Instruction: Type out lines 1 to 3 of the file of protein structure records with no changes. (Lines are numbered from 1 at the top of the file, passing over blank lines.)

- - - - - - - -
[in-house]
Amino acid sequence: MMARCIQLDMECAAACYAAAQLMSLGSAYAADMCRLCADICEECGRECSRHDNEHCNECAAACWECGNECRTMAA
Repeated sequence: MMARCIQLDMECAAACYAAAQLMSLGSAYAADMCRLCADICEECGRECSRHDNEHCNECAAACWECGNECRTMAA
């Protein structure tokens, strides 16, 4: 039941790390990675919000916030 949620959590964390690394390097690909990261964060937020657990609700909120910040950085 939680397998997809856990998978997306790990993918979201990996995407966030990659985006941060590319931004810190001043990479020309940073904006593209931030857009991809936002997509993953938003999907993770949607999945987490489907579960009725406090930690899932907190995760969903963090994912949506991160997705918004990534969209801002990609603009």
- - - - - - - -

[in-house]
Amino acid sequence: MMARCIQLDMECAAACYAAAQLMSLGSAYAADMCRLCADICEECGRECSRHDNEHCNECAAACWECGNECRTMAA
Repeated sequence: MMARCIQLDMECAAACYAAAQLMSLGSAYAADMCRLCADICEECGRECSRHDNEHCNECAAACWECGNECRTMAA